So that’s that then!

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191 pieces of ‘stuff’

It is done. Our life as we knew it is over. Two weeks ago we flew out of Wattay International Airport for what may be the last time.

The sound of packing tape retching across cardboard punctuated at least a week of my last month in Laos. Despite my best efforts to cull, our ridiculous amount of belongings have been wrapped and sealed into a 40 foot container that, at this moment, is floating somewhere out there in the Ocean.

While our ‘stuff’ makes its way towards us, we scramble to find a domicile to house it, and our family of five. Rent or buy, it is distinctly unlikely that we will actually be able to fit most of our belongings into our new abode, I foresee another cull on the horizon!

Leaving Vientiane was actually a lot more traumatic than I expected. The town itself had long since lost my affections. I was ready for the next adventure, but leaving the people who had we had come to know and love was awful.

We left in style – a big boozy party, several small boozy dinner’s, a few special boozy lunches…are you detecting a theme! There were laughs and tears and expressions of love and friendship. Nonetheless, these were goodbyes. I hate goodbyes. It was miserable.

I have moved, uplifted, changed and started fresh more times than I can remember. Moving and change seem to have always been a part of my life, particularly since I hooked up with G seventeen years ago. Yet this transition has been, and continues to be, the hardest I have ever faced.

Much of it has to do with the girls. They are in mourning for the only life they have ever known. They are desperately missing the only friends they have ever known. As young women, relationships and social networks are EVERYTHING to them. Taking that away has made me feel very guilty.

Watching our magnificent, brave girls farewell their school friends on the the last day was horrid. I made a complete tit of myself at each of the three farewell parties and spent much of the day unable to speak for fear of wailing. They had, still have, such beautiful friends, many of whom are the children of our own dear friends. The outpouring of love was overwhelming and humbling. I am so proud of daughters.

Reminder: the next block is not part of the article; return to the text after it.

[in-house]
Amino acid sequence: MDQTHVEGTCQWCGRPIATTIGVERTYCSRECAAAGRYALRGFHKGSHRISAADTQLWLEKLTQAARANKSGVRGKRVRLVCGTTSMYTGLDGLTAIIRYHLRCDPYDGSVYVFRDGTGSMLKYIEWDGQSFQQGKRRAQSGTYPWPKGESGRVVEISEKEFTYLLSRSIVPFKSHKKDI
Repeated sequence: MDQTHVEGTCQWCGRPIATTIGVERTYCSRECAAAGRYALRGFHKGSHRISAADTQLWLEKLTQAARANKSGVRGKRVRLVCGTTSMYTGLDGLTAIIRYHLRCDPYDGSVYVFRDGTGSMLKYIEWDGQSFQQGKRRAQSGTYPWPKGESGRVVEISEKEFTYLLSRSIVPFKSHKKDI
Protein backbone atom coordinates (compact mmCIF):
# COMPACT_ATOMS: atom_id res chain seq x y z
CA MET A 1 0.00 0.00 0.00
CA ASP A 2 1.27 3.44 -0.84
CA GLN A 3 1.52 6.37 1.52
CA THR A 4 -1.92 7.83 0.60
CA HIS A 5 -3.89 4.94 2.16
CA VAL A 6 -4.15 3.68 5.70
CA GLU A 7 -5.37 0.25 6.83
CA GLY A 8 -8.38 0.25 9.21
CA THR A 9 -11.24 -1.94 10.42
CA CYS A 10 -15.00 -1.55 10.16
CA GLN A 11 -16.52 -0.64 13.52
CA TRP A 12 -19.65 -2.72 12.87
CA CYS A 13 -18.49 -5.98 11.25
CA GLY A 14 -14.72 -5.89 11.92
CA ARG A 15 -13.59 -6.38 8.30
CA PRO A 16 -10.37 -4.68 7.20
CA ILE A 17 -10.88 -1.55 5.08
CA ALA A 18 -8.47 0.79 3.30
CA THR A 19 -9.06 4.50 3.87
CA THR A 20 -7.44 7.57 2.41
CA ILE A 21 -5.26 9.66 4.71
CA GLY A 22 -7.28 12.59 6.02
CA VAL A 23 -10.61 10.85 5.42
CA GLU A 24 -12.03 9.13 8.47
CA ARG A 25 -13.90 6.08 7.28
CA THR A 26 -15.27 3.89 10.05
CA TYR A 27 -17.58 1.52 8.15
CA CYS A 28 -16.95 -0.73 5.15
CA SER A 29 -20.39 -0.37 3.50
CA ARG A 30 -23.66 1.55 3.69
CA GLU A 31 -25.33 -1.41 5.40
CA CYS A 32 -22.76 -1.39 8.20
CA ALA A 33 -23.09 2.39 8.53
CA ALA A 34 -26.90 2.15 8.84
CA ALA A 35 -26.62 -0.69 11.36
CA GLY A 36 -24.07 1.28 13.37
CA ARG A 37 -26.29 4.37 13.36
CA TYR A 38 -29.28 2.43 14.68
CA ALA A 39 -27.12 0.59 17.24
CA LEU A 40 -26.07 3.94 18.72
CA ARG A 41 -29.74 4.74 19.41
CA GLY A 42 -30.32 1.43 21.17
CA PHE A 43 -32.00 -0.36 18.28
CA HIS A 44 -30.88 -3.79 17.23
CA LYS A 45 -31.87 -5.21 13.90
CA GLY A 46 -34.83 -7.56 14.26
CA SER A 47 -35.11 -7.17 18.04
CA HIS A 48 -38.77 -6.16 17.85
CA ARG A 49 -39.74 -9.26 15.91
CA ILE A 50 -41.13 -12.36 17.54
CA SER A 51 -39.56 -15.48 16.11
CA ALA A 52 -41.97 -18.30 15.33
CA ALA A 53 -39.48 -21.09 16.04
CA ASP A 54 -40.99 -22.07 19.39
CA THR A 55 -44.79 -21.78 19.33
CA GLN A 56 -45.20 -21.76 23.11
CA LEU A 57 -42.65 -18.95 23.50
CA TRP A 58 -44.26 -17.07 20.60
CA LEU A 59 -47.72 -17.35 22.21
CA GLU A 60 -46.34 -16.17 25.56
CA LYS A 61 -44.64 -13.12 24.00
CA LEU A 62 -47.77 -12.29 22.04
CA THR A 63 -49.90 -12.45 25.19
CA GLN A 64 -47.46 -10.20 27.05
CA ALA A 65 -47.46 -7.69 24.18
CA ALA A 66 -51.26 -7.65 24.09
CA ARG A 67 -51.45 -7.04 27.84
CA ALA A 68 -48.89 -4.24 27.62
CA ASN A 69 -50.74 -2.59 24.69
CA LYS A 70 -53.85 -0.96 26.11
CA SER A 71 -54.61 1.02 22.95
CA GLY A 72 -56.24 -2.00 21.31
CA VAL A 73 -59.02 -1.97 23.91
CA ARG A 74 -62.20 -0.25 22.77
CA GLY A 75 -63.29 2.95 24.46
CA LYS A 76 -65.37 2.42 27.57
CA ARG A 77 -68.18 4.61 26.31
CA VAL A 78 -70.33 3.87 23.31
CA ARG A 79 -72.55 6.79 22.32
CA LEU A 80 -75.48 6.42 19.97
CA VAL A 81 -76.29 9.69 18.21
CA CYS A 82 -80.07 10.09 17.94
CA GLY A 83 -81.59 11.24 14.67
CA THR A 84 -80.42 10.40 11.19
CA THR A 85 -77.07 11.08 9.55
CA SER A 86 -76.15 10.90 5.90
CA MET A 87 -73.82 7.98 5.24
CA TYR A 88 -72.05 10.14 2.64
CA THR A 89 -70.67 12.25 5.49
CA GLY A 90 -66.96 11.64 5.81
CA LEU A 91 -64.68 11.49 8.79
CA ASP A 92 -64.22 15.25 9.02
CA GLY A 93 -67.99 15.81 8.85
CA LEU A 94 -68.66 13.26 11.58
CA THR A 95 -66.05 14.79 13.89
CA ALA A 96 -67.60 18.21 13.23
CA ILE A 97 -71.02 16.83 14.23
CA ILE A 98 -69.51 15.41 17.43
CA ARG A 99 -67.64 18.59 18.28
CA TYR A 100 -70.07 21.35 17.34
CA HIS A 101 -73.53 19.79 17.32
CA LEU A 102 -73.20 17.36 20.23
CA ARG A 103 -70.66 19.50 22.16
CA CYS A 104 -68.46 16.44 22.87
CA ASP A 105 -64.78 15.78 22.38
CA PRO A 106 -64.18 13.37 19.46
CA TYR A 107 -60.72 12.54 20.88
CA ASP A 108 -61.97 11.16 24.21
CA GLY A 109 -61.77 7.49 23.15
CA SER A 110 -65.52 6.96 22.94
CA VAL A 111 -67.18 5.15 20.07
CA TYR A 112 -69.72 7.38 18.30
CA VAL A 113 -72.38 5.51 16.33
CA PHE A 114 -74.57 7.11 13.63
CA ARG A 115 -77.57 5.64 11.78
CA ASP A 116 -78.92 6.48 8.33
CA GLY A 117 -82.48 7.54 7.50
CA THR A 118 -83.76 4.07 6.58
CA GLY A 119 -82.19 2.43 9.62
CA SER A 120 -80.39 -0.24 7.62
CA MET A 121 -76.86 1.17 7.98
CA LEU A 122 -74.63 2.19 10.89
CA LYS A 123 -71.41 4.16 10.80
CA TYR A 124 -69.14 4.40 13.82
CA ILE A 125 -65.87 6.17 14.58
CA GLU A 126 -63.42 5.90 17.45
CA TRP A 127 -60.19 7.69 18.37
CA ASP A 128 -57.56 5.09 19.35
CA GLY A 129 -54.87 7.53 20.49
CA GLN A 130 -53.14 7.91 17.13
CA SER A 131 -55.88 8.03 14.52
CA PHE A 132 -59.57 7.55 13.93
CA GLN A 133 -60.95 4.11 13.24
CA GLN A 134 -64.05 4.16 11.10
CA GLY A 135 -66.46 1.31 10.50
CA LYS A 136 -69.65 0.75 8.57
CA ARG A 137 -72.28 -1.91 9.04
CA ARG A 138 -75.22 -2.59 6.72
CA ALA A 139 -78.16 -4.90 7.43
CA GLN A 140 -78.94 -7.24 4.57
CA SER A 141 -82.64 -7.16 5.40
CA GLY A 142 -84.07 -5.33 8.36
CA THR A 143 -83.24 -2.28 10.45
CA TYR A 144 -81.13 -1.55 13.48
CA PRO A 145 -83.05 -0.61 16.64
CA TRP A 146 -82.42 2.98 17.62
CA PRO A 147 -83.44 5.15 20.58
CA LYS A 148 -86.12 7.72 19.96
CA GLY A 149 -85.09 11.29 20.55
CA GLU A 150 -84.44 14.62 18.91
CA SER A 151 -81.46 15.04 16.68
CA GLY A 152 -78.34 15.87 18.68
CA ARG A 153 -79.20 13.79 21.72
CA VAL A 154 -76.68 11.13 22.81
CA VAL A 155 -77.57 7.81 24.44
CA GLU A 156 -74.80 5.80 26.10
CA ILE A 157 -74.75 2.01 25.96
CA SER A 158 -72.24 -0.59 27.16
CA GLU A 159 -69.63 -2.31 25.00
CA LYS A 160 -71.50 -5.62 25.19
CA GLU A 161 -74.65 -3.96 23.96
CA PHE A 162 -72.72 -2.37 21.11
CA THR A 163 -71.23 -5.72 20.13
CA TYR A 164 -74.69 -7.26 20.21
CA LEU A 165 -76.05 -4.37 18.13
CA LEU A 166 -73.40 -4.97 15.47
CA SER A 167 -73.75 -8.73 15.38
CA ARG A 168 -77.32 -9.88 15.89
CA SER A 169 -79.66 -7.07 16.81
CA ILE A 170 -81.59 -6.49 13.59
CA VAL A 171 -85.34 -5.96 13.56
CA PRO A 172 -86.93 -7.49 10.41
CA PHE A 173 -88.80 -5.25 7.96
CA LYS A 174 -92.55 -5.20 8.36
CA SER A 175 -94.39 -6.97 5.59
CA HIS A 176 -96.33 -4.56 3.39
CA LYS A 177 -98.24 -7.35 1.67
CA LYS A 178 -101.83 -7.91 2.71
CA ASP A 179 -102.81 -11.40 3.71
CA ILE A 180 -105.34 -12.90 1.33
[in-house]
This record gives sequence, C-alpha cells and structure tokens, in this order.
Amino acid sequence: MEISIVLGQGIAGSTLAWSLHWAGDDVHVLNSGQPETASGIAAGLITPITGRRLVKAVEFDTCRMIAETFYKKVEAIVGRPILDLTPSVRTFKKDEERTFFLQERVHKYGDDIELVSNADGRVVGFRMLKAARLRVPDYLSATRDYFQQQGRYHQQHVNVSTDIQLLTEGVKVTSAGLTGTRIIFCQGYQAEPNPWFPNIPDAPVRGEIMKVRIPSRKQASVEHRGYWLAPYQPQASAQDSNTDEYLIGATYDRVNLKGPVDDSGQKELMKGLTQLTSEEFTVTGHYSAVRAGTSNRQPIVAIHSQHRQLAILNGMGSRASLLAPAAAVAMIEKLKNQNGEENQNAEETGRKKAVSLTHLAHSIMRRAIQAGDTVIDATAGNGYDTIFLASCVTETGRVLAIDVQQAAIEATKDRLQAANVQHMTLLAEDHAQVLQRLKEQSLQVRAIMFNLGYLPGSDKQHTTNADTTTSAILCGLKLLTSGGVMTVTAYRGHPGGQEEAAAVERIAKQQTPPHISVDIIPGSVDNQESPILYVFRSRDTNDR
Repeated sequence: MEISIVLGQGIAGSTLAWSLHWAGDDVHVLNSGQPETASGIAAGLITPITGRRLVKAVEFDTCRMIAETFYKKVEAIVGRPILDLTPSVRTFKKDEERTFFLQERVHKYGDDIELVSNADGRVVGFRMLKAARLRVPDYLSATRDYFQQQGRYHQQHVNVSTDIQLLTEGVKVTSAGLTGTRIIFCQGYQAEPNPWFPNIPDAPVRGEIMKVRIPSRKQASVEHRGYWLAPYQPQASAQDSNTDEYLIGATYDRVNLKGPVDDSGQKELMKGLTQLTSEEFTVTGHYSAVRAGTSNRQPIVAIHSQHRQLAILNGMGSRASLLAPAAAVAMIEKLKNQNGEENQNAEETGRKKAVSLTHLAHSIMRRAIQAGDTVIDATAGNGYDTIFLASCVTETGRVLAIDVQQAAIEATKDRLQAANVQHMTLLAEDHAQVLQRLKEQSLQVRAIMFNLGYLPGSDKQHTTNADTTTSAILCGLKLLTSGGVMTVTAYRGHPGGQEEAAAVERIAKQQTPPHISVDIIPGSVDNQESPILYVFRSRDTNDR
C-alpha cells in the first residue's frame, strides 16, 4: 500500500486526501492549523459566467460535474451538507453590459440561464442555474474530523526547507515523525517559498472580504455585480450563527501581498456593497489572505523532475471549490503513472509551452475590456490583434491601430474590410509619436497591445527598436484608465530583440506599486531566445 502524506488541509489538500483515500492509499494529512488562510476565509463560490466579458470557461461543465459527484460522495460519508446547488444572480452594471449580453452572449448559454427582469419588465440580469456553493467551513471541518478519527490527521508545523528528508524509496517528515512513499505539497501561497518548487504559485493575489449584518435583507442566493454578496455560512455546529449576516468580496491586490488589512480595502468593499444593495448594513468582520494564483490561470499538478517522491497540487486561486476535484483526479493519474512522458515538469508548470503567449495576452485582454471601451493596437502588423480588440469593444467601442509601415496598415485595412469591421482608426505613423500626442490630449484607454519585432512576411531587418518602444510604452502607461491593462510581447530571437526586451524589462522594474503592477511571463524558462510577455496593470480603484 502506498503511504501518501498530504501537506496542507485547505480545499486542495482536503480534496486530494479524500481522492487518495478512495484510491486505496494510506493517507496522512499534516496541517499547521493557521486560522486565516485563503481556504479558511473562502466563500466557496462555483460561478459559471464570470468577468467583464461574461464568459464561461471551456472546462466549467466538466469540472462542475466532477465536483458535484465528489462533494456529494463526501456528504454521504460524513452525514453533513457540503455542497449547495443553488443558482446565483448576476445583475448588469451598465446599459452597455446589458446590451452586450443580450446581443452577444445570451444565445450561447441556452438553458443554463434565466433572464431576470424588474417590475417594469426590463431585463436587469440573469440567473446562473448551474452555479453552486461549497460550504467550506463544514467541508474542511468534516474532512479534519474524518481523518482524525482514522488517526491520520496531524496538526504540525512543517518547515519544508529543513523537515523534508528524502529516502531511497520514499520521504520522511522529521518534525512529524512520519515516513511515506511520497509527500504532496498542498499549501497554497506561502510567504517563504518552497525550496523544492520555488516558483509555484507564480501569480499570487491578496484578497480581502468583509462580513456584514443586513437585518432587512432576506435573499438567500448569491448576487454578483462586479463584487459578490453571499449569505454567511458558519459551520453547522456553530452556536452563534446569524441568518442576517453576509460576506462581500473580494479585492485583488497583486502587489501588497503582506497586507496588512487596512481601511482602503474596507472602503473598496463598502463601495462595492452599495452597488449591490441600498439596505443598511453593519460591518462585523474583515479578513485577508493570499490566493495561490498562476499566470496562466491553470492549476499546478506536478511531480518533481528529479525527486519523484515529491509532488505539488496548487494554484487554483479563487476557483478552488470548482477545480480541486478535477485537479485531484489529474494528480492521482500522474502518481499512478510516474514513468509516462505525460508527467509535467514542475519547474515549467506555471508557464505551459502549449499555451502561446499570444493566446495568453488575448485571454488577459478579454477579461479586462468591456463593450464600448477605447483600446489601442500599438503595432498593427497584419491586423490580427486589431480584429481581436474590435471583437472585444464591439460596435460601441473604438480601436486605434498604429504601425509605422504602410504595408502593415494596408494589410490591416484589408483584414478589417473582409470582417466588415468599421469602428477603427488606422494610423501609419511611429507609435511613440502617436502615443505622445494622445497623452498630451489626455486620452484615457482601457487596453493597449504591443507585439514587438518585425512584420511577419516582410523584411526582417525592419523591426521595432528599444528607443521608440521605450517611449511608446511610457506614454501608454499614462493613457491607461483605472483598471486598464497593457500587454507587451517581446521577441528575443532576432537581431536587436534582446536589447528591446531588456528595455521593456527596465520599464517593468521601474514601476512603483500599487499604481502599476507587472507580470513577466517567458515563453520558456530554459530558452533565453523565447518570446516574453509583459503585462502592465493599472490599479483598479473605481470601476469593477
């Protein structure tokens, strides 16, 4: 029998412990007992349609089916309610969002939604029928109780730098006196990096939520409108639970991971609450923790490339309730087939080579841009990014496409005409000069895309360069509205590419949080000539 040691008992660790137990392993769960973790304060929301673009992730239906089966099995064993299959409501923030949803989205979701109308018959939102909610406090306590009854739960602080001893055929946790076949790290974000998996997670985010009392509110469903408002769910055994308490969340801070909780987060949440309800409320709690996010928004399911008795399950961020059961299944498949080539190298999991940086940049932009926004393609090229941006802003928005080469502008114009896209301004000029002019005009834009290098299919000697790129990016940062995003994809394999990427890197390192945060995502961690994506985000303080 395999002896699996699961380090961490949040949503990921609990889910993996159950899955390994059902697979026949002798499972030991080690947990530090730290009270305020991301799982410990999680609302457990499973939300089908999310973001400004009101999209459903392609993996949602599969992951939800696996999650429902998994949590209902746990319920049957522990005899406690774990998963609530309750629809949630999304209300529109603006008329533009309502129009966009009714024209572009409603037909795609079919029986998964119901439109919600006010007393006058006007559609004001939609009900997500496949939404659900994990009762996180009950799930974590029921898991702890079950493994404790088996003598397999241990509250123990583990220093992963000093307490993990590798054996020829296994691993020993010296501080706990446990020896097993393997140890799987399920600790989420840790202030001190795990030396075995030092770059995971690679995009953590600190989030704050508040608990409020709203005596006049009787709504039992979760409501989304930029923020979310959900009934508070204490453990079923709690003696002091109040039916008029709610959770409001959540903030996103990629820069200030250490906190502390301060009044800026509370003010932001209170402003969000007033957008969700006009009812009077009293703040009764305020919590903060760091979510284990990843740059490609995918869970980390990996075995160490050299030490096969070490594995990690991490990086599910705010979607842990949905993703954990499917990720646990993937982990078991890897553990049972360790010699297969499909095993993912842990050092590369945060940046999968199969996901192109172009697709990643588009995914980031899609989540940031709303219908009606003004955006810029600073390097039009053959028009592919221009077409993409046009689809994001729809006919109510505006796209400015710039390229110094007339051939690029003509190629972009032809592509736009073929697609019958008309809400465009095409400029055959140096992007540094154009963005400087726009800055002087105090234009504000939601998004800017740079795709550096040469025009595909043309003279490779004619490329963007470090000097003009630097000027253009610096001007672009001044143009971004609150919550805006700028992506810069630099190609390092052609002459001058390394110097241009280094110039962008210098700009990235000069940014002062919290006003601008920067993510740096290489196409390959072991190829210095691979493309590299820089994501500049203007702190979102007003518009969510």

Leaving Bau, our nanny, almost tipped me over the edge.  We love her.  Chilli LOVES her.  Bau LOVES Chilli. When I paid her and bid her a safe ride home for the last time we both wept openly.  She was my friend and my sanity.  She was Chilli’s other mother. Every single day since we left, Chilli asks about Bau at least 10 times. Yesterday she climbed onto my lap, took my head in her tiny hands, looked me in the eyes and said, “I have missed Bau for really long time. We go home now, OK?”. I wish I could, sweet Chilli. For your sake, I wish I could!

She, and I, also miss Nam and Lung and Kek and Uoi, all of whom worked for us and all of whom hold a place in our collective hearts.

I can hear you all scoffing, “Whatever Lady, I bet you miss them. I would find it hard to say goodbye to my nanny and housekeeper and ironing lady and gardener, that must really suck… Bitch!”

Yes, YES, YES, yes, doing my own laundry is not pleasant but that isn’t really the problem. I miss them because they were good people and all our families were, for a time, a big part of each other lives.

G and I had friends too. People who enriched our lives. People who we will miss terribly. But it is easier with those other adult expatriates.  We all understand. We all have Facebook and email and Skype and the chance to maintain our friendships over distance. Those friendships, forged in Vientiane will continue to grow no matter where we all end up in this world.

Yet tears are still shed and I miss having those wonderful supportive people in my daily life!

At the moment it is hard. I have the kids in tow constantly, G is coming to terms with the demands of a new job, there is lots of paperwork, lots of major decisions to make at once (schools, car, house etc) and we are all suffering from a touch of reverse culture shock (shoes in the house, I don’t think so!) 

But after all is said and done, we are here in Brisvegas with a chance to start a new chapter.  We have so much to be thankful for and so much to look forward to. I am not sure how, but my gut tells me this is all part of my journey to FABULOUS!

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Thanks for reading.

If you want to like my Facebook Page that would just be fabulous.

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I do love a Party!

It's never too early for sparkle!
It’s never too early for sparkle!

For all those visiting as part of the Maison Bentley Style blog warming party… WELCOME.

I am guessing that you haven’t been here before, why should you have? If you want to know a little bit more about me and this particular patch of cyberspace check out this.

As it happens, I am typing this from Yangon, Myanmar. My three little princesses and I, for reasons I obviously didn’t think through, are visiting with my partner, G, who was here this week on business.